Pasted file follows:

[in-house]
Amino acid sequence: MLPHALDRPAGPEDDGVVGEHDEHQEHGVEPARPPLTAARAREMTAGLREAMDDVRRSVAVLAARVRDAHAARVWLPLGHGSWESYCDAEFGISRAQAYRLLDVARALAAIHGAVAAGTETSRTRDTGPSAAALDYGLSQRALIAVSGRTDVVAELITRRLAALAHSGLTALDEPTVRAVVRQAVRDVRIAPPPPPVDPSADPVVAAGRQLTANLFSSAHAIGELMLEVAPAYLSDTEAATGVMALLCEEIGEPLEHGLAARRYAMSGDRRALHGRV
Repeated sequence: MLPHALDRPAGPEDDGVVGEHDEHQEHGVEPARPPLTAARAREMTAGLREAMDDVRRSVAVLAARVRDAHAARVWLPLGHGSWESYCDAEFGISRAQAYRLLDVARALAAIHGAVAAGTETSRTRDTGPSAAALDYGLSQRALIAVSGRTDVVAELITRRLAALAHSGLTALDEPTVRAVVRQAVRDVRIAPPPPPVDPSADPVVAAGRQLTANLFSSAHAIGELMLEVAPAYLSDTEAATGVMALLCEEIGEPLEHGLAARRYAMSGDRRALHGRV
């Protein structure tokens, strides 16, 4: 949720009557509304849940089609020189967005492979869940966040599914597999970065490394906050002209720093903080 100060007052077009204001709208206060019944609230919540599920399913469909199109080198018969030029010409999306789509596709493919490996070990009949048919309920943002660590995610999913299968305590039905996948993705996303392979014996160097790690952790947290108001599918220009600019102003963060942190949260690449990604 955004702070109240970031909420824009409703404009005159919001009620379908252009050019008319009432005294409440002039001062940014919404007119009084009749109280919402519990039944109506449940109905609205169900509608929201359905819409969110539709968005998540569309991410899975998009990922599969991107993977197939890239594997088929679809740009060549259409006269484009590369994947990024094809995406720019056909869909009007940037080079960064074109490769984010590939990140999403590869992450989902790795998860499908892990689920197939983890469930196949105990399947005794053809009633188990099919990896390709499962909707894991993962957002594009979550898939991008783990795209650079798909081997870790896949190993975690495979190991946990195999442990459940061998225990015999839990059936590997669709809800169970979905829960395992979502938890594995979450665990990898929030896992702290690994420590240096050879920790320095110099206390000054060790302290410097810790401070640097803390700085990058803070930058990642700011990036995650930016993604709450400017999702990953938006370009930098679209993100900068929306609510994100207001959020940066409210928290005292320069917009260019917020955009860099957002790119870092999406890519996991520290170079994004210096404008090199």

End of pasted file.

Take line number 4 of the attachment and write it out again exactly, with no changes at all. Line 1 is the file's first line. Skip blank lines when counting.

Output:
């Protein structure tokens, strides 16, 4: 949720009557509304849940089609020189967005492979869940966040599914597999970065490394906050002209720093903080 100060007052077009204001709208206060019944609230919540599920399913469909199109080198018969030029010409999306789509596709493919490996070990009949048919309920943002660590995610999913299968305590039905996948993705996303392979014996160097790690952790947290108001599918220009600019102003963060942190949260690449990604 955004702070109240970031909420824009409703404009005159919001009620379908252009050019008319009432005294409440002039001062940014919404007119009084009749109280919402519990039944109506449940109905609205169900509608929201359905819409969110539709968005998540569309991410899975998009990922599969991107993977197939890239594997088929679809740009060549259409006269484009590369994947990024094809995406720019056909869909009007940037080079960064074109490769984010590939990140999403590869992450989902790795998860499908892990689920197939983890469930196949105990399947005794053809009633188990099919990896390709499962909707894991993962957002594009979550898939991008783990795209650079798909081997870790896949190993975690495979190991946990195999442990459940061998225990015999839990059936590997669709809800169970979905829960395992979502938890594995979450665990990898929030896992702290690994420590240096050879920790320095110099206390000054060790302290410097810790401070640097803390700085990058803070930058990642700011990036995650930016993604709450400017999702990953938006370009930098679209993100900068929306609510994100207001959020940066409210928290005292320069917009260019917020955009860099957002790119870092999406890519996991520290170079994004210096404008090199």